OPINION: Mnangagwa Must Come Clean On Cartels
An opinionist writing for the Review and Mail said its high time Zimbabwe put the president to task by demanding that he comes clean on the cartels that are reportedly wreaking havoc in the economy.
In the article, the columnist opined:
There are a number of things we could learn from South Africa. South Africa is Africa’s biggest democracy and acts it often, through an impressive array of demonstrations in governance, rule of law and political culture. The systems are there to enable a well-functioning democracy: a good constitution and strong institutions that hold the powerful of society to account. Probably the most prominent of these, as we have seen and got to appreciate increasingly over the years, are Parliament, the Public Protector and the Courts.Feedback
In the presence and functionality of these institutions, strong institutions for that matter, we have seen that the Big Man – Africa’s curse of rulers – has little power. Institutions are superior and inviolable. We are seeing this with former President Jacob Zuma. His travails with the law over corruption are the essence of institutions holding the elites to account. Even the incumbent, Cyril Ramaphosa has had a brush with forces of accountability and good governance, and this relating to his involvement with potentially compromising financial and funding links, that also point to his family. It is a safe bet that the long arm of the law may eventually catch up with Ramaphosa, too. Or he will be proven innocent. Either way, due process and rule of law are at play.
Another important layer in this wonderful praxis of democracy constitutes an active citizenry that demands to be well governed. The proviso, though, and this makes the world of difference, is that citizens are allowed to exercise their constitutional rights and exercise power over politicians, and some institutions and structures of society. Lastly, South Africa’s political system of regular and uncontested elections that are underlined smooth transfer of power. This contrasts deeply with what happens elsewhere and in the majority of the continent, and in particular, South Africa’s northern neighbour of Zimbabwe, which is the subject of this piece.
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But allow us to put a valedictory note regarding South Africa. South Africa has done well economically and other human development indices because of its democracy, which underlines the truism that better governed countries with strong institutions and rule of law stand to perform better than repressive, closed or corrupt regimes. That is not to oversimplify things: we know that South Africa has its own troubles ranging for the democratic experiment itself to issues of inequalities that are at the centre of the notion of development. But it ticks some impressive boxes. These reflections are relevant to Zimbabwe.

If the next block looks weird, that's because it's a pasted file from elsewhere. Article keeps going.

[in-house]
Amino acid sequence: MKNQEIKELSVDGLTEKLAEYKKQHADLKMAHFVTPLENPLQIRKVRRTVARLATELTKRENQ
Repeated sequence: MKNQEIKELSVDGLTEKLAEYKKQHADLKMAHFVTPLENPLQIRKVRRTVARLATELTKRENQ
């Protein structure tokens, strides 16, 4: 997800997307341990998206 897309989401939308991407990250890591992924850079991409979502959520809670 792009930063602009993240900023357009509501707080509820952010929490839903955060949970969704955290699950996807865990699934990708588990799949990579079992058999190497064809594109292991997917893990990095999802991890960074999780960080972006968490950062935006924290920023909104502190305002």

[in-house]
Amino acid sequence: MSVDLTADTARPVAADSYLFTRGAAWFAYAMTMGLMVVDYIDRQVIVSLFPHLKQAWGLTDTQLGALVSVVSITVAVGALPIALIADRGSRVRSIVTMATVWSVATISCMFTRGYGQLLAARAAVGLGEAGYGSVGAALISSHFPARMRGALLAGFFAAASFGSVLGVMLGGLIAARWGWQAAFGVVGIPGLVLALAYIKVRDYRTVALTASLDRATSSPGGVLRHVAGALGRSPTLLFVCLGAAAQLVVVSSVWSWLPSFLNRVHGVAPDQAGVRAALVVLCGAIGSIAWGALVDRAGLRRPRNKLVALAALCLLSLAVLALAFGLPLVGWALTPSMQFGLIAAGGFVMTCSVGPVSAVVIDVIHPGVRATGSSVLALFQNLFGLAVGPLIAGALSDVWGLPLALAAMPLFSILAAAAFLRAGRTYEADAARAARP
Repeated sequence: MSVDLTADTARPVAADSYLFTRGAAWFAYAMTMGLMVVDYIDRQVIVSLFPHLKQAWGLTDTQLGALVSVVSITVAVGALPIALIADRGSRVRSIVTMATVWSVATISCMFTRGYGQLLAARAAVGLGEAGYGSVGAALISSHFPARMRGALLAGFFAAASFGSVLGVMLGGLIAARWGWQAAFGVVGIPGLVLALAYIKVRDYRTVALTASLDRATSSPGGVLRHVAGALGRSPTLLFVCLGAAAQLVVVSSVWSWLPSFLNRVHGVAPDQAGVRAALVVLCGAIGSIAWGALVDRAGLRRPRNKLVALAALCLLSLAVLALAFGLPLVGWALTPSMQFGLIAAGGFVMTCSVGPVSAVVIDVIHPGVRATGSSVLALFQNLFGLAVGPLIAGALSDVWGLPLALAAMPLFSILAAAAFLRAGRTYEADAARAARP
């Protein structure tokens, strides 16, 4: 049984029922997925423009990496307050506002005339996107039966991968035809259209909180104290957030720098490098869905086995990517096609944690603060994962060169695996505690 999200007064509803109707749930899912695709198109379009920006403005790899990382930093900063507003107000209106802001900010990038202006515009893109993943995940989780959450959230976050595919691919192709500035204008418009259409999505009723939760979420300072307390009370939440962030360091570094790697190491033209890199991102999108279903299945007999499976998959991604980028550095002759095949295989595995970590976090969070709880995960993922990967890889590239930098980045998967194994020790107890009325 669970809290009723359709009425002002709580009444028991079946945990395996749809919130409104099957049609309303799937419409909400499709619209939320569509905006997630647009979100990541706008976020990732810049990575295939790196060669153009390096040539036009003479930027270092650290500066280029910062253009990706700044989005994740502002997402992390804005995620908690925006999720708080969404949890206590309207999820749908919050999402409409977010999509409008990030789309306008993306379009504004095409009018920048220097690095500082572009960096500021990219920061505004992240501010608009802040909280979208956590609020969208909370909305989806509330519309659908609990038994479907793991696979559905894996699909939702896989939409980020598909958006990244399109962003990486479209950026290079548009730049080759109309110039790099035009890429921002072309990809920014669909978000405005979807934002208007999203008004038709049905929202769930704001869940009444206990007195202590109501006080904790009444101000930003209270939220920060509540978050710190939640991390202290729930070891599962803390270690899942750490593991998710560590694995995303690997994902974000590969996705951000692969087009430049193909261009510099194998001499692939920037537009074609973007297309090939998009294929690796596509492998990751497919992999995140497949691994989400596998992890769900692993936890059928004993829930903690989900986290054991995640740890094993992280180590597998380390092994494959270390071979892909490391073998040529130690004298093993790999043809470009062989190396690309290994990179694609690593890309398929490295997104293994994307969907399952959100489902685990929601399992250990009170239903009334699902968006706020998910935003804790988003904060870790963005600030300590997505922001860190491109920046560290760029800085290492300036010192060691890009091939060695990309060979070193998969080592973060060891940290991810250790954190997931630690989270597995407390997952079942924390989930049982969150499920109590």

Our main story centres around the acquisition of public service buses under the banner of Zupco, the parastatal that should be responsible for administering mass road transport system in the country. It used to be, from Rhodesian days, before it was run aground through mismanagement, corruption and asset stripping. Now that the idea of Zupco and mass transportation is being revived to address some genuine socio-economic needs, it is ironic that there are grave concerns about ownership of the buses and general operationalisation of the scheme.
It must be stated clearly that the uncomfortable rumours about the President and or his henchmen having interest in the system are clearly unsettling. They should, and can, be read within the context of other allegations of the President’s allies such as Kuda Tagwirei carving monopolies in forex allocation and fuels. Tagwirei has been widely regarded as wielding corrupting influence over the President and the ruling party. There are other cartels that have been alleged in sectors such as maize and gold.
Suffice it to say, the so-called cartels have held this country hostage: it is like they are in a mood to smash and grab everything.
In a functional democracy these things must be probed and stopped. It is even discomfiting when the President’s name is dragged into the muck. He must come clean. He must also stop this menace because the world is watching. Rule of law – and arresting criminals including those that surround the President, as the joke goes – is a key benchmark for development. Investors will be watching.
On a more global scale, a country like Zimbabwe that is in transition is also expected to exhibit appetite to do right things in terms of democracy and human rights and freedoms. This will enhance our standing in the eyes of the global family of nations. No need mentioning that Zimbabwe has just drifted. We report elsewhere that the US has just gone into overdrive to sanction Zimbabwe and the basis of the escalation of hostilities is the latter’s bad image. It makes the job easier. Much easier
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